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Verdict Reached in MetaBirkin NFT Case

A much-anticipated ruling was handed down this week concerning trademark infringement in the non-fungible token (NFT) market.  Hermès International SA took digital artist Mason Rothschild to trial alleging trademark infringement of its popular Birkin brand in Rothschild’s popular “MetaBirkin” NFT collection.  In a victory for brands, the jury decided that the MetaBirkins did, in fact, infringe on Hermès’s trademarks.

As a refresher, NFTs are unique digital identifiers that cannot be copied, substituted, or subdivided.  NFTs are recorded in a type of digital ledger called a blockchain, and they can be sold and traded.  While NFTs have varied uses and characteristics, they are popularly used as digital works of art and auctioned as collectibles.  For more information on what NFTs are and why we should care about them, click here to listen to the latest episode of the Vorys IP Podcast.

In the present case, Rothschild minted a collection of NFTs titled MetaBirkins.  The NFTs each featured a unique image of a Birkin bag (one of Hermès’ most popular products) made of faux fur in a range of colors and graphics.  Some MetaBirkins featured images on the faux fur, including the Mona Lisa and a Bob Ross painting.  You can view the MetaBirkins on Rothschild’s website:

Hermès sued Rothschild in the U.S. District Court for the Southern District of New York, alleging unlawful use of its HERMÈS trademark, BIRKIN trademark, and BIRKIN trade dress.  The brand argued that Rothschild’s unauthorized use of its intellectual property would undoubtedly lead to consumer confusion.  Recently, many fashion houses have been releasing officially licensed NFTs, including Louis Vuitton, Gucci, Givenchy, and Burberry.  Hermès argued that consumers were therefore likely to believe that Rothschild’s project was sanctioned by or otherwise associated with the Hermès brand.

Rothschild argued that the NFT collection was a work of art, and therefore, under the test established in Rogers v. Grimaldi, his use of the BIRKIN name was protected by the First Amendment and did not qualify as trademark infringement.  The Rogers test dictates that artists may use trademarks in the titles of works of art so long as (1) the title has some artistic relevance to the underlying work, and (2) the title is not explicitly misleading as to the source of the content of the work.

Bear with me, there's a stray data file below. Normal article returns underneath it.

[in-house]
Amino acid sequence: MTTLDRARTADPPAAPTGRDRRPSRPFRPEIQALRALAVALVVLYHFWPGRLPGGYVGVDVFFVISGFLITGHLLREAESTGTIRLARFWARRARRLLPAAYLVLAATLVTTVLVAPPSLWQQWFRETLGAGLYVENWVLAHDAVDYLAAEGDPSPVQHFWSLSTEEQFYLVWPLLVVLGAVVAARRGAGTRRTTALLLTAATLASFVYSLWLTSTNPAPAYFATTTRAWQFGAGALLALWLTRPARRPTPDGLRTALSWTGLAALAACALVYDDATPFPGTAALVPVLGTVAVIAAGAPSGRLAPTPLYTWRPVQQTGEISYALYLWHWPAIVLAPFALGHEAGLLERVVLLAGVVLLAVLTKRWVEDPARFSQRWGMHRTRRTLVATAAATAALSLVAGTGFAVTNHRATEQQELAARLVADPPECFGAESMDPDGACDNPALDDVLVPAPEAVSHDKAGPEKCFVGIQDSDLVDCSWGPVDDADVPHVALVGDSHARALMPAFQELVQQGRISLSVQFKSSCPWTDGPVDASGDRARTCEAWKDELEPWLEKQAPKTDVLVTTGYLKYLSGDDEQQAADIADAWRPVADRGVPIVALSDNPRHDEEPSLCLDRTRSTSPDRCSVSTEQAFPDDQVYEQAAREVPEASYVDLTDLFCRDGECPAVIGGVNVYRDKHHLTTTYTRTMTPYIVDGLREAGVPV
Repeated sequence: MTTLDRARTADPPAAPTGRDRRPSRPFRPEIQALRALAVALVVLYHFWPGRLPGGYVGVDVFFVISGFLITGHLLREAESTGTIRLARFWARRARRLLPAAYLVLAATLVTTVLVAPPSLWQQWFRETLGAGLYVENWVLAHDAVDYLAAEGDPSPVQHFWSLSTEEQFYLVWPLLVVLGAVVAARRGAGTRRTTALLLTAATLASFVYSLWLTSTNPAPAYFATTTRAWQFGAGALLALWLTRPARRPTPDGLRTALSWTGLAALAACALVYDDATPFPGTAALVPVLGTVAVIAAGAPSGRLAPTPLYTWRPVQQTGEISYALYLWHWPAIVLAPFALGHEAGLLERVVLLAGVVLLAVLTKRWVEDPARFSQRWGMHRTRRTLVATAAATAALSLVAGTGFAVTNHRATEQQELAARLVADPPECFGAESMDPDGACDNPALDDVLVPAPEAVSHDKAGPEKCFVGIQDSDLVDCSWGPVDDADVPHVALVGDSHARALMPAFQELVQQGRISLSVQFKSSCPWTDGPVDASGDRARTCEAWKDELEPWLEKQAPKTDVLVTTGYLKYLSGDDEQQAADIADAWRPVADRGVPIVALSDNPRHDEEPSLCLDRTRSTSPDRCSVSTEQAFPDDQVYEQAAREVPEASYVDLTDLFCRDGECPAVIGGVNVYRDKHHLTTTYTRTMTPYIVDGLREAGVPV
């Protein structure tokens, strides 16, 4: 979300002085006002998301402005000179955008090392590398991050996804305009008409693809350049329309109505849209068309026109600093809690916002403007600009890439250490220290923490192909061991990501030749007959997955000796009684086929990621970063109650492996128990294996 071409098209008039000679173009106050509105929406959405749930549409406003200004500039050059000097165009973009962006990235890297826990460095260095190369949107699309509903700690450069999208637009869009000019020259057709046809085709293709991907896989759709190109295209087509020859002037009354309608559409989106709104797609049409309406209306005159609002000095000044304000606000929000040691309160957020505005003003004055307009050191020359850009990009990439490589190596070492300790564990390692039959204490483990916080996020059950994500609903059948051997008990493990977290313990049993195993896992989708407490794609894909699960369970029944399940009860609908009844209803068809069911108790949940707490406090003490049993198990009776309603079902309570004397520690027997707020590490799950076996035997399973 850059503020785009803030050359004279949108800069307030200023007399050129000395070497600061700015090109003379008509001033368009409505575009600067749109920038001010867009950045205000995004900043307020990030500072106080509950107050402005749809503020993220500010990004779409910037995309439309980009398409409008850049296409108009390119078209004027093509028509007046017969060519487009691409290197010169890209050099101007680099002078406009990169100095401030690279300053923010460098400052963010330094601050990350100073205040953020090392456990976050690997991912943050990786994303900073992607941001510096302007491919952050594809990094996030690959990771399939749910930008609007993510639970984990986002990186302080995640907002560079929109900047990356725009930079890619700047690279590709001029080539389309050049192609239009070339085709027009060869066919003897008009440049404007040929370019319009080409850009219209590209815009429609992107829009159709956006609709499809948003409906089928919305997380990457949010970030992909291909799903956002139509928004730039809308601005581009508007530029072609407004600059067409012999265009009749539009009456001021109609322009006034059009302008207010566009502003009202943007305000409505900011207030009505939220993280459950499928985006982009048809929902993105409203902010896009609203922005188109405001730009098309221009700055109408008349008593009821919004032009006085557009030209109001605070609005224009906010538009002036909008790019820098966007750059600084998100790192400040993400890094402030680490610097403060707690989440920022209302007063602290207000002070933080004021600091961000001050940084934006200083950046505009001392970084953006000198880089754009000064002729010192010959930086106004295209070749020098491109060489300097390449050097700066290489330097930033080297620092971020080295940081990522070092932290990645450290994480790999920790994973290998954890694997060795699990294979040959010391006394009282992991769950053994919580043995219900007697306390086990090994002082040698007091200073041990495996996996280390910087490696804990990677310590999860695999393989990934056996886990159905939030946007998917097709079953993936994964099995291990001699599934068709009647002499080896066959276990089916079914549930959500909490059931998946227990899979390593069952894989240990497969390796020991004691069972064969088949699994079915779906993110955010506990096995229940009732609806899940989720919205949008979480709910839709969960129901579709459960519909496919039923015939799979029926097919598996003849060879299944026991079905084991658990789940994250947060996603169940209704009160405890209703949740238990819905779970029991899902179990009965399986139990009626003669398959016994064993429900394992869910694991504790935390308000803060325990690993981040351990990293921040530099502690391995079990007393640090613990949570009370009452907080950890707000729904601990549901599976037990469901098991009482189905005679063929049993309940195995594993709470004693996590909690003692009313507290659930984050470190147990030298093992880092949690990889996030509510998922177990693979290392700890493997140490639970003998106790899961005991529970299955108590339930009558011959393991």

On February 8, 2023, a verdict was released by the Manhattan federal jury, finding Rothschild liable for trademark infringement and ordering him to pay Hermès $110,000 of revenue generated by the NFT sales as well as $23,000 for cybersquatting.  The case was a first for trial verdicts concerning trademarks in NFTs, as previous cases have largely been settled out of court.  Many brand owners and artists alike have been closely watching the outcome of the case for precedential guidance.

One question this case has seemingly answered is whether NFTs as goods are legally related to their real-world counterparts.  Trademark infringement occurs when the same or a confusingly similar trademark is used in commerce in connection with the same or legally related goods or services, such that consumers may be confused as to the source of the goods.  For example, consumers encountering a clothing store and a shoe store operating under the same name may mistakenly assume that the businesses are owned by the same company because the goods being sold are legally related.  Things get a little murkier when dealing with “famous” brands like Hermès or Nike, for which the burden of proving the relatedness of goods is diminished with a trademark dilution claim.  However, the question still stands for non-famous brands.  Many brands are now filing trademark applications that anticipate the future use of or claim current use of NFTs.

When Rothschild minted his MetaBirkins, the BIRKIN registration only covered leather or imitation leather goods, namely, handbags.  So, are digital handbags legally related to physical handbags?  In other words, are consumers likely to associates the digital goods with the same source that produces the physical goods?  According to this court, they are, at least insofar as the brand is famous.  To avoid future doubt, Hermès filed a trademark application in August 2022 that claims a long list of digital virtual goods, including digital collectibles and NFTs.  The application has yet to undergo examination by the USPTO.   

While this case is a win for brand owners, many issues surrounding trademarks and the metaverse remain to be decided.  Additionally, it is highly likely that the case will be appealed.  We hope to see further clarification regarding the intellectual property implications arising from the continued minting and selling of NFTs from both the courts and the ongoing discussions at the USPTO and Copyright Office.

If you have questions about your brand’s intellectual property rights, including as related to NFTs, contact a Vorys intellectual property attorney.

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